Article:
WFFC Fall Seminar: Regulatory, Flavor Development
The last year has seen a major shift within the
F&F regulatory landscape, including the recent
passing of California SB 258 (Cleaning Product
Right to Know) and the successful industry initiative towards preventing the banning of coumarin.
The most recent Women in Flavor and Fragrance
Commerce (WFFC) fall seminar addressed this topic
from a variety of value chain perspectives: regulatory,
flavor development, sourcing and product development. Members, current and new, assembled at the
Saddle Brook Marriott in Saddle Brook, New Jersey
on November 15, 2017.
The Transparency Push
“As an industry, we must be more active in regards
to transparency with all of the stakeholders throughout this process,” said Cynthia Reichard, executive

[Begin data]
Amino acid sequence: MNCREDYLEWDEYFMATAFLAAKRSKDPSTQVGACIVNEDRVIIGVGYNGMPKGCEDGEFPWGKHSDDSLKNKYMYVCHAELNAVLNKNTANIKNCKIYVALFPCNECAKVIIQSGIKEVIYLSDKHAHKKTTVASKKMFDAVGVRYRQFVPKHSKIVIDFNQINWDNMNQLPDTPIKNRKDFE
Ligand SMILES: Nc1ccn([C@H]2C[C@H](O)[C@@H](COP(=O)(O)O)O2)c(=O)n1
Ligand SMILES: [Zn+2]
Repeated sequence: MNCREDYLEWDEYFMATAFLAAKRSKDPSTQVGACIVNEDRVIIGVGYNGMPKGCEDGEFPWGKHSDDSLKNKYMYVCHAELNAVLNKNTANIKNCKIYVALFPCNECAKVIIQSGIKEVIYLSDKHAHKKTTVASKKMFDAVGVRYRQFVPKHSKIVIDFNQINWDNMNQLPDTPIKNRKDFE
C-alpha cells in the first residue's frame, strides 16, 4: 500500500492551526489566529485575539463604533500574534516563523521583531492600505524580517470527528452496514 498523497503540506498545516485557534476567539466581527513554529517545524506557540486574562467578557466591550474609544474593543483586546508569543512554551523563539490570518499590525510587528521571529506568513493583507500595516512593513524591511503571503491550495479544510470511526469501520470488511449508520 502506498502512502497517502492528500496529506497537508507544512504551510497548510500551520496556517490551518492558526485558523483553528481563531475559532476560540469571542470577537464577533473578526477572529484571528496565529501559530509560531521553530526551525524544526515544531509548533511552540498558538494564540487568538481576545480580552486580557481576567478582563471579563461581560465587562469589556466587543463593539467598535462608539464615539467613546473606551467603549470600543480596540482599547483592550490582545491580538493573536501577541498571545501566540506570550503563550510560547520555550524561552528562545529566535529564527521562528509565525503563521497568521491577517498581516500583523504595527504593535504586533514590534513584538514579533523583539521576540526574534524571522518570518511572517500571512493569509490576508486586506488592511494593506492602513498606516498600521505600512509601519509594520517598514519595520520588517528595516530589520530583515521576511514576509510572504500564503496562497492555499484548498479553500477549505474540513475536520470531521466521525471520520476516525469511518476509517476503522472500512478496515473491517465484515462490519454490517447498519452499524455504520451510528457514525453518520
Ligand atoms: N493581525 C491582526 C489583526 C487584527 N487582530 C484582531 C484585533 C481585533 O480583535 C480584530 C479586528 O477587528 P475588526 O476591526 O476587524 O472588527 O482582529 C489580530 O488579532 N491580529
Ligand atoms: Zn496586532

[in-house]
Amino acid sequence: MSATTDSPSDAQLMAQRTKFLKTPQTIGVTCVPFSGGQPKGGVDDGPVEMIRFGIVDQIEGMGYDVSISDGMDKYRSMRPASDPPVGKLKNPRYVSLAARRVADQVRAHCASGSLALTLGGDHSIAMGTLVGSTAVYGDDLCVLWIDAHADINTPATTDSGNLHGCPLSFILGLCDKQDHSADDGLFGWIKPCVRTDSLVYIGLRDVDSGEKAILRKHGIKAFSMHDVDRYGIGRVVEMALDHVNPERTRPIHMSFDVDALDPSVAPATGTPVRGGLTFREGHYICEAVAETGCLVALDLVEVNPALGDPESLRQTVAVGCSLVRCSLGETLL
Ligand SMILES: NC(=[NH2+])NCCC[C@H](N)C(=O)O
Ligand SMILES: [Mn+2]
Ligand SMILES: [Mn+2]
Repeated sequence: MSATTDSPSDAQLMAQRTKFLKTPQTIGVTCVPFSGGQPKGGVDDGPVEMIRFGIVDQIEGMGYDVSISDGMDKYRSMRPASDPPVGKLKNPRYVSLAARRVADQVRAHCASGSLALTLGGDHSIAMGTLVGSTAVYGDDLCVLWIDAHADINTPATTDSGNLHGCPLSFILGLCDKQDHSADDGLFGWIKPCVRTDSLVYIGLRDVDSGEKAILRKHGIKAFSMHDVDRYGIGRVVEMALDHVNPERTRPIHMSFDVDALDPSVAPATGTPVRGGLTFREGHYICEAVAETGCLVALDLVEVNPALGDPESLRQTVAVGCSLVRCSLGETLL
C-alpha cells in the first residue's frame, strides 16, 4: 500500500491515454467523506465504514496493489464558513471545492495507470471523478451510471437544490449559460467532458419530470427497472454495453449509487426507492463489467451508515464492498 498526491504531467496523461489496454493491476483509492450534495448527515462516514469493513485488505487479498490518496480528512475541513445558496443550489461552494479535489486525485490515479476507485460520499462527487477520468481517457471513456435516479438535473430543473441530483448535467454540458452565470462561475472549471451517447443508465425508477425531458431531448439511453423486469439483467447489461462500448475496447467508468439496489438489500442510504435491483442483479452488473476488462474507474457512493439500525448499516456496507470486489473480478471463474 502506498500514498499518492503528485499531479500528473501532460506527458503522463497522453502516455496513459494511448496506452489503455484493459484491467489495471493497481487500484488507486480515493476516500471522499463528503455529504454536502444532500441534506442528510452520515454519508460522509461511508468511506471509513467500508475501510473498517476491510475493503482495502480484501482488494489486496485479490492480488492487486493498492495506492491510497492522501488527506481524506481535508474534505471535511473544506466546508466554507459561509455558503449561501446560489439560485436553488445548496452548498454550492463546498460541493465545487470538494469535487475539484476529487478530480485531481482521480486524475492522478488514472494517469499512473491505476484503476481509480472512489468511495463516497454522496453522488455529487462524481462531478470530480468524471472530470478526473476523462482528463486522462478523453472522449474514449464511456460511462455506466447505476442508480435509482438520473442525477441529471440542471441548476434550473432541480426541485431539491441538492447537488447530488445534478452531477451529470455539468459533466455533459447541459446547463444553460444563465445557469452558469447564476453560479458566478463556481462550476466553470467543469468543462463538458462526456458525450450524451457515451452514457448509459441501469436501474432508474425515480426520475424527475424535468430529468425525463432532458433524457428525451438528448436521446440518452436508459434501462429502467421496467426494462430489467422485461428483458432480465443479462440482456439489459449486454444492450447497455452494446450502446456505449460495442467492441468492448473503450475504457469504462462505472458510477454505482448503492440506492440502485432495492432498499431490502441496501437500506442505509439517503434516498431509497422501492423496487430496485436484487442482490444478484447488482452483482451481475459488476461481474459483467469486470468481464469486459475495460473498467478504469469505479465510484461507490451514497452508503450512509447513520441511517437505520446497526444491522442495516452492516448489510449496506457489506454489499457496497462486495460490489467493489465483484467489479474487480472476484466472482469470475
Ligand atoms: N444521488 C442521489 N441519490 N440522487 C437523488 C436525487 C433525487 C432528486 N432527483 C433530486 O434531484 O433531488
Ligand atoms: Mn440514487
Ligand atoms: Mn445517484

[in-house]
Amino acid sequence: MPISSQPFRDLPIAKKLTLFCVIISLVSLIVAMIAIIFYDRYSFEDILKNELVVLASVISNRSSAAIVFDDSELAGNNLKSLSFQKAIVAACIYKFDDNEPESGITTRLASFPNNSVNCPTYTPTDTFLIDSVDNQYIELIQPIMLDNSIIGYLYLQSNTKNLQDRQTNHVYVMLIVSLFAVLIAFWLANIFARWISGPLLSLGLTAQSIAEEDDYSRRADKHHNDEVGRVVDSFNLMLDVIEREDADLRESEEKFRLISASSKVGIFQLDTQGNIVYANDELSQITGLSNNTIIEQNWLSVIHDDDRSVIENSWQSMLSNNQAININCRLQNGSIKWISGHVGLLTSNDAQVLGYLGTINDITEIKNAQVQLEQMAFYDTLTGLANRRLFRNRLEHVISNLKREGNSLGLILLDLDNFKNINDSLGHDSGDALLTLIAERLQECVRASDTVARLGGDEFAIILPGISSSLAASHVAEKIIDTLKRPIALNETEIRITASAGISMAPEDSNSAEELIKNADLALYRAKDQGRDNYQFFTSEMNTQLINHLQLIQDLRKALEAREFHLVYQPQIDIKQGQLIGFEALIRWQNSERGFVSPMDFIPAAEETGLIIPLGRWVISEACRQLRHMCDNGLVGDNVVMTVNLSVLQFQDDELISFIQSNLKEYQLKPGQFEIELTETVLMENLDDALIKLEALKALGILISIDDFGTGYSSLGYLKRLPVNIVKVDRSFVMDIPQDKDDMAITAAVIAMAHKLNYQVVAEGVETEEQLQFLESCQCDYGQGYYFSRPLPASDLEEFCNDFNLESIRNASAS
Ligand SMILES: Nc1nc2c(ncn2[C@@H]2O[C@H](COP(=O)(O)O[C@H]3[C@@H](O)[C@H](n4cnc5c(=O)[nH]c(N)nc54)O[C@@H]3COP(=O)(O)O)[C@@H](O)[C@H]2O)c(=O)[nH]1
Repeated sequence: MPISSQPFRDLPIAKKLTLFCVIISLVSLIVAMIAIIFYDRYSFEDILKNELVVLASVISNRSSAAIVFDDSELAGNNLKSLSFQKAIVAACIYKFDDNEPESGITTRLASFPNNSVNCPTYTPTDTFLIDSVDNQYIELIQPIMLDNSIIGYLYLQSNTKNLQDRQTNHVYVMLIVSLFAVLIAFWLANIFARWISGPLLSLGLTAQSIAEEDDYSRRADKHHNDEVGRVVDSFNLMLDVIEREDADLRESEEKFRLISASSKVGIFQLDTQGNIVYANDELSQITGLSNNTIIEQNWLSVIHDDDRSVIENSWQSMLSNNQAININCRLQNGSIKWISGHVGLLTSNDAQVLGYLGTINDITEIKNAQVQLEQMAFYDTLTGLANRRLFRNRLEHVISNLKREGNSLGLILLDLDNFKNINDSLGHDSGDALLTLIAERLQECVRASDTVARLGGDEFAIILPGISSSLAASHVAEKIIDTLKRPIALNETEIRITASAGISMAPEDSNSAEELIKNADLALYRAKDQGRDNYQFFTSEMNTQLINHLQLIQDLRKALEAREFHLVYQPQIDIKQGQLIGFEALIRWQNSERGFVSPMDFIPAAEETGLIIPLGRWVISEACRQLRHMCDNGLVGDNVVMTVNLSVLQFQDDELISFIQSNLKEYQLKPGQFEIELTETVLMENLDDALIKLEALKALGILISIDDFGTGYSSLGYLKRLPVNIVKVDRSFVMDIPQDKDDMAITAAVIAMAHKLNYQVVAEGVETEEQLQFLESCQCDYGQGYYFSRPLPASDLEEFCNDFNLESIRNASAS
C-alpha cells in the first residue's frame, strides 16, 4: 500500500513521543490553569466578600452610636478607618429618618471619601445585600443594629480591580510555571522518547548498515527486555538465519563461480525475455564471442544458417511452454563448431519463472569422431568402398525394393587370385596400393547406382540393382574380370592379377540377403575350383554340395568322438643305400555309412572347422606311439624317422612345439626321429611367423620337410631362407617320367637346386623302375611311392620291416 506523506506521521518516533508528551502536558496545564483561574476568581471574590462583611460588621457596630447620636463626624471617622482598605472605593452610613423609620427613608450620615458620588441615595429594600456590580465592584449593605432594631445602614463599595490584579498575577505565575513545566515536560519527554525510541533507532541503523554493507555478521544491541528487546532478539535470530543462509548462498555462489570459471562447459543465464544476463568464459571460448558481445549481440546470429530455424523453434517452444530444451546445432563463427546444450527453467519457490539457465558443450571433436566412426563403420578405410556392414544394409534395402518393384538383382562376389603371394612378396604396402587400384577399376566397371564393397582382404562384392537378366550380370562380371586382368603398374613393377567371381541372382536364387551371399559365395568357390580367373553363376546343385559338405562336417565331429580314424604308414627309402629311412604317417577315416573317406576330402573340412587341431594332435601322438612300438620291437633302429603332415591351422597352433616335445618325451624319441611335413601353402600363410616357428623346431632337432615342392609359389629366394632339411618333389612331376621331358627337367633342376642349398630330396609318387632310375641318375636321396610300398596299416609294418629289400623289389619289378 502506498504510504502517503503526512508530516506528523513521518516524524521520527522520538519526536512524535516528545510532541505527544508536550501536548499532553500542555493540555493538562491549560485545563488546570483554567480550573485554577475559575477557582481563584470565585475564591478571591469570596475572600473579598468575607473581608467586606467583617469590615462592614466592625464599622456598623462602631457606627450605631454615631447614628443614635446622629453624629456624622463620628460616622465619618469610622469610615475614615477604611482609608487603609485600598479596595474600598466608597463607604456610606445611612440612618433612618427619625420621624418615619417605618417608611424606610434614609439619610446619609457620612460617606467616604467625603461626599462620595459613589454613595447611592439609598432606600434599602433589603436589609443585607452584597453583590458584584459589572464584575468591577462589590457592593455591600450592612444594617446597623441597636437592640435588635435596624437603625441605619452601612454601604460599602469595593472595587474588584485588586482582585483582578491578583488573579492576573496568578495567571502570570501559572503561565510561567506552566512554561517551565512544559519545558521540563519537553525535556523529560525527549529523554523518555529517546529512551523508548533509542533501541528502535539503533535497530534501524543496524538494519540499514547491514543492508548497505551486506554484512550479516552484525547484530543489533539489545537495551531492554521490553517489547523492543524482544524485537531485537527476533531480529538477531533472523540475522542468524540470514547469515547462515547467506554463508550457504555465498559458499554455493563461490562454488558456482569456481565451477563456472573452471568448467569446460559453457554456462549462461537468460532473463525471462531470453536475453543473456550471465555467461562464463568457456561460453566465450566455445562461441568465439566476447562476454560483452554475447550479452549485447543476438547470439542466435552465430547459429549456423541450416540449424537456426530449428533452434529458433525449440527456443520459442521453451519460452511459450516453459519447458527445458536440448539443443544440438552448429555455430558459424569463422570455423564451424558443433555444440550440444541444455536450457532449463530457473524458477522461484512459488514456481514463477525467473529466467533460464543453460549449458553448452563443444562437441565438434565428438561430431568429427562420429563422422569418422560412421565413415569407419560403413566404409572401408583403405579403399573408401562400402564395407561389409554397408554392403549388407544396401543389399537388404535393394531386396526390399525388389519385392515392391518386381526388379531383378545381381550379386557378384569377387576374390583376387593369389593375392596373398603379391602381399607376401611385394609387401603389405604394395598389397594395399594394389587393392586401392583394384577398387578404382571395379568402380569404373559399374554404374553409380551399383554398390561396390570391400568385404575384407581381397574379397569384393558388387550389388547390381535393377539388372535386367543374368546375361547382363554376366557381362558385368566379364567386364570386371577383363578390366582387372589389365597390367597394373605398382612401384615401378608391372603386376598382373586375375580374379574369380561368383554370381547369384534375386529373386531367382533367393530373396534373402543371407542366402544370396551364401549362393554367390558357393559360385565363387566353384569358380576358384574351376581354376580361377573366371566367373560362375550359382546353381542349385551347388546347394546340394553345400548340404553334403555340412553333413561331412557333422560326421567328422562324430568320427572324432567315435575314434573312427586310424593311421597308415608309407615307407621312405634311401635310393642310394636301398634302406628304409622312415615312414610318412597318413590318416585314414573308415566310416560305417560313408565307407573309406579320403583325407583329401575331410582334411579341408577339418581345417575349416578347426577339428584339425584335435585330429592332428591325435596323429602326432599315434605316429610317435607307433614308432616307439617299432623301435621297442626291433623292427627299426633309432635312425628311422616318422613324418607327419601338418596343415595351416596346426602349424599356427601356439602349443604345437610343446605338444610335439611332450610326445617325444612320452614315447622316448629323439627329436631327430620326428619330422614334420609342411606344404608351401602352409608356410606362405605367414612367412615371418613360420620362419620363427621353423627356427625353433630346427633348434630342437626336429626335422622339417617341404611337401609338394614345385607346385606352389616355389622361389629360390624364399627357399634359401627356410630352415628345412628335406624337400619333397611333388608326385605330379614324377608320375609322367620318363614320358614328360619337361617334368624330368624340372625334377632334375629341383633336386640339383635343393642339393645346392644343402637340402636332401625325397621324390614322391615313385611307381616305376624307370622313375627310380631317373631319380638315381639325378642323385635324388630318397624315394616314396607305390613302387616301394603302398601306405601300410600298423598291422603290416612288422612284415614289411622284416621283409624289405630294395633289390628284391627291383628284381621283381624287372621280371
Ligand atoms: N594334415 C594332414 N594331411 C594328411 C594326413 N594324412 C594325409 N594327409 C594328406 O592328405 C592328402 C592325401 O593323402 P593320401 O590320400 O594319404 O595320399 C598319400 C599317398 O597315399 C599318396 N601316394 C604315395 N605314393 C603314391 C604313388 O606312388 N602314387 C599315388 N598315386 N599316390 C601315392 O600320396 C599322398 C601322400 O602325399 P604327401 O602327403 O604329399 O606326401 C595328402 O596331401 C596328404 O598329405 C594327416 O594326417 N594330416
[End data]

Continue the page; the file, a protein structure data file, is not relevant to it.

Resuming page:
vice president director of client services, Arylessence,
Inc. Reichard presented a broad overview of how
the fragrance industry is impacted by the push for
transparency; particularly California SB 258.
California’s impact on the industry indicates the
dynamic influence states will have on transparency
WFFC board and fall seminar speakers.
in the coming years. “Consumer perception is that
fragrances are not highly regulated,” Reichard
explained. The layers between global, federal, state
and company requirements are growing in complexity. The IFRA Code of Practice, for example, is
preparing for its largest update, the 48th amendment,
which will impact many companies producing F&F
products in the personal care categories.
Launched in February 2017 and sponsored
by Senator Ricardo Lara, the bill is intended to
disclose ingredients in consumer and commercial
cleaning products. If the bill had passed in its
All photos by Dan D’Errico.
“We’re going to have to find a way to interact
with consumers.” –Tony Moore, chief flavorist and chief
operating office, Flavor Producers